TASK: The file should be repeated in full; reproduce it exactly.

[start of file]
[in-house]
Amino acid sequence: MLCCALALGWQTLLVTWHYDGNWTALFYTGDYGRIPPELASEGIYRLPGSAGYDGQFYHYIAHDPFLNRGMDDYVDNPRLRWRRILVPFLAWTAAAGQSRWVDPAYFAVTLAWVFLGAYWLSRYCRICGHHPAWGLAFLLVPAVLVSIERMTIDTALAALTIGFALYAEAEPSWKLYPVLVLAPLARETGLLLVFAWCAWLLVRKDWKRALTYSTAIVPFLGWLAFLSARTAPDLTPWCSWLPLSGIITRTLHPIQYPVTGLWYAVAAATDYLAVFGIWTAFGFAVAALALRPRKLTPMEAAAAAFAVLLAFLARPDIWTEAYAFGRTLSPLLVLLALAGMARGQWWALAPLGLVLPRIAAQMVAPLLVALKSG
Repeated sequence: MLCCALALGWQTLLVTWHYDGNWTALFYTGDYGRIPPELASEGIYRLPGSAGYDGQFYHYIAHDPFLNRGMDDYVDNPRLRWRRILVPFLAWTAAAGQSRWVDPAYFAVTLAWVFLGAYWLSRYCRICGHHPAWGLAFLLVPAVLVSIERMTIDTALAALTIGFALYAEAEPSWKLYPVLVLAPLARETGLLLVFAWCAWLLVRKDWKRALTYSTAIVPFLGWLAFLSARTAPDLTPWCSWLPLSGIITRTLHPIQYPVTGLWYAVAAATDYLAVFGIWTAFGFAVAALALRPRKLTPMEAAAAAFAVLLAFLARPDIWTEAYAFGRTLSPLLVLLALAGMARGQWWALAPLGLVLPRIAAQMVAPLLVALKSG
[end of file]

[in-house]
Amino acid sequence: MLCCALALGWQTLLVTWHYDGNWTALFYTGDYGRIPPELASEGIYRLPGSAGYDGQFYHYIAHDPFLNRGMDDYVDNPRLRWRRILVPFLAWTAAAGQSRWVDPAYFAVTLAWVFLGAYWLSRYCRICGHHPAWGLAFLLVPAVLVSIERMTIDTALAALTIGFALYAEAEPSWKLYPVLVLAPLARETGLLLVFAWCAWLLVRKDWKRALTYSTAIVPFLGWLAFLSARTAPDLTPWCSWLPLSGIITRTLHPIQYPVTGLWYAVAAATDYLAVFGIWTAFGFAVAALALRPRKLTPMEAAAAAFAVLLAFLARPDIWTEAYAFGRTLSPLLVLLALAGMARGQWWALAPLGLVLPRIAAQMVAPLLVALKSG
Repeated sequence: MLCCALALGWQTLLVTWHYDGNWTALFYTGDYGRIPPELASEGIYRLPGSAGYDGQFYHYIAHDPFLNRGMDDYVDNPRLRWRRILVPFLAWTAAAGQSRWVDPAYFAVTLAWVFLGAYWLSRYCRICGHHPAWGLAFLLVPAVLVSIERMTIDTALAALTIGFALYAEAEPSWKLYPVLVLAPLARETGLLLVFAWCAWLLVRKDWKRALTYSTAIVPFLGWLAFLSARTAPDLTPWCSWLPLSGIITRTLHPIQYPVTGLWYAVAAATDYLAVFGIWTAFGFAVAALALRPRKLTPMEAAAAAFAVLLAFLARPDIWTEAYAFGRTLSPLLVLLALAGMARGQWWALAPLGLVLPRIAAQMVAPLLVALKSG